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Delbert v. Duncan

United States District Court, District of Columbia

February 14, 2013

Kevin D. DELBERT, II, Plaintiff,
Arne DUNCAN, Secretary, U.S. Department of Education, et al., Defendants.

Page 257

Kevin Delbert, Asheville, NC, pro se.

Jeffrey Earl Warner, U.S. Attorney's Office, James Anthony Towns, Sr., Office of the Attorney General, Washington, DC, for Defendants.



Plaintiff Kevin D. Delbert, II, who is proceeding pro se, filed the above-captioned case against Arne Duncan, Secretary of the United States Department of Education (" Federal Defendant" ), and Deidre Burchette and Yolanda Mitchell, two employees of the District of Columbia's Department of Disability Services (" DDS" ) (" District Defendants" ). This matter is before the Court on defendants' motions to dismiss the complaint for failure to state a claim. (District Defendants Mot. to Dismiss, Aug. 23, 2012 [ECF No. 11]; Federal Defendant's Mot. to Dismiss, Sept. 21, 2012 [ECF No. 17].) For the reasons stated herein, both motions will be granted and the case dismissed.


Plaintiff is a white male resident of the District of Columbia and a former student of the Art Institute of Washington in Arlington, Virginia. (Compl. ¶ 1.) From January 2010 through March 2012, he received tuition subsidies and transit benefits through the District of Columbia's Vocational Rehabilitation Program (" VRP" ), a program operated by DDS and funded by a grant from the Department of Education. (Compl. ¶¶ 1, 10-11, 14; Pl.'s

Page 258

Opp. at 1.) Burchette and Mitchell were the DDS employees who supervised plaintiff. Disagreements arose between plaintiff and his supervisors as to the timing and use of transit benefits, plaintiff's course load, and payment of plaintiff's tuition. ( Id. ¶¶ 9, 10, 1, 14.) For example, according to plaintiff, " [f]rom May 2009 through March 2011, the transit benefit (voucher) was either untimely or not processed at all," and, as a result, he was unable " to afford the cost of transit to academic site" which in turn " caused stress upon him" and adversely affected his academic performance. ( Id. ¶ 10.) In addition, plaintiff alleges that his tuition was not paid ( see id. ¶¶ 11, 17), and that he was accused of having used $1,280 " on other things when it should have been used for his transit benefit." ( Id. ¶ 14.) [1] Generally, he alleges that over a two-year period, he was " subjected to continuous harassment" by his supervisors and a " hostile work environment." Id. ¶ 11.

On August 4, 2010, plaintiff filed complaints with the Department of Education's Office of Civil Rights about his " untimely transit benefits." ( Id. ¶ 10; Pl. Opp. at 1.) After an investigation, the Department of Education issued a Final Agency Decision on March 21, 2011, finding no discrimination. (Pl. Opp. at 1.) On June 6, 2011, plaintiff filed another complaint with the Office of Civil Rights, " alleging the retaliation that took place after the formal investigation." ( Id. at 2.) Plaintiff alleges that his complaints were either not properly processed or not properly investigated. ( Id. ¶¶ 18, 19.)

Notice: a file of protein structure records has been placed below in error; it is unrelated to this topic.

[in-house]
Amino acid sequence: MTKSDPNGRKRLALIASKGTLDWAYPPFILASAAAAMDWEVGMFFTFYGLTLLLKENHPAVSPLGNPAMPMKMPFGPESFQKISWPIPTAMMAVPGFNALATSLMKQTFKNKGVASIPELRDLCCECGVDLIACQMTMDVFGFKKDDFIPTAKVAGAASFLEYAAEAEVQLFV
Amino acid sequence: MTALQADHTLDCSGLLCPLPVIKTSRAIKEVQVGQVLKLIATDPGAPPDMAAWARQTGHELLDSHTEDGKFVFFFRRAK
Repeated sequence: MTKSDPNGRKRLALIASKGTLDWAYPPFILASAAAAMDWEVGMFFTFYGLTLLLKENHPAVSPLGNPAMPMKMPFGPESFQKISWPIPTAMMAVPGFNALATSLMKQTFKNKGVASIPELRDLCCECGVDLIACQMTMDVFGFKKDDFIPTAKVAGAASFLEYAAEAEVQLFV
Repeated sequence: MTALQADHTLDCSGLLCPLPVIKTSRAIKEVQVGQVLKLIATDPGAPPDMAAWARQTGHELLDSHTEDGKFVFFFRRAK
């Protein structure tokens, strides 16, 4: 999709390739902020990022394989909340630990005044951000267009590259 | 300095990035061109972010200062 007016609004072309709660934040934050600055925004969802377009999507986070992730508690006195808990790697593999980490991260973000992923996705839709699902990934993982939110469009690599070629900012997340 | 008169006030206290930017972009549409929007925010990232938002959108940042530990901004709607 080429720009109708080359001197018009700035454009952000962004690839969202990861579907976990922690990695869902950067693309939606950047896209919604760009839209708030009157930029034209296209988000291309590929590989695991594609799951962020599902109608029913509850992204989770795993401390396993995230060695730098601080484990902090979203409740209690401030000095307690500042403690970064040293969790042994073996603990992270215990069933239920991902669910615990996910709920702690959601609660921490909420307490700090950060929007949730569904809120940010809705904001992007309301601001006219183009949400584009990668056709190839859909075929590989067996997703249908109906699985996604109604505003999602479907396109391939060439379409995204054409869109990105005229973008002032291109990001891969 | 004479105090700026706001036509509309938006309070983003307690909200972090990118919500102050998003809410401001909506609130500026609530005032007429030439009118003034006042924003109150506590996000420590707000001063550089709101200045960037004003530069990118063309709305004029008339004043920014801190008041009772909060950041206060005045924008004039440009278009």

Plaintiff's pending complaint claims that he was subject to " harassment," a " hostile work environment," and retaliation for engaging in protected activity, in violation of Title VI of the Civil Rights Act of 1964, as amended, see 42 U.S.C. § 2000d (" Title VI" ), Title VII of the Civil Rights Act of 1964, see 42 U.S.C. § 2000e et seq, (" Title VII" ) and Title IX of the Education Amendments of 1972, as amended, see 20 U.S.C. § 1681 (" Title IX" ) and deprived him of his substantive and procedural constitutional rights to due process in violation of 42 U.S.C. § 1983. Specifically, plaintiff purports to bring claims against Mitchell and Burchette under Title VII, alleging that these defendants harassed and retaliated against him for having filed complaints with the DOE's Office of Human Rights, see Compl. ¶¶ 21-23 (Count I), and that they subjected him to a hostile work environment, see id. ¶¶ 25-27 (Count II). He also purports to bring civil rights claims against Mitchell and Burchette under 42 U.S.C. § 1983 for alleged violations of his right to due process. See Compl. ¶¶ 33, 35 (Counts IV and V). In addition, plaintiff claims that DDS discriminated against him on the basis of his sex, see id. ¶¶ 29-31 (Count III), in violation of Title IX, and on the basis of his race, color or national origin, see Compl. ¶¶ 37-38 (Count VI), in violation of Title VI. Plaintiff demands a declaratory judgment, and compensatory and punitive damages. Compl. at 8 (page number designated by ECF).


I. Dismissal Under Rule 12(b)(6) of the Federal Rules of Civil Procedure

Plaintiff need only provide a " short and plain statement of [his] claim showing that [he is] entitled to relief," Fed.R.Civ.P. 8(a)(2), that " give[s] the defendant fair notice of what the ...

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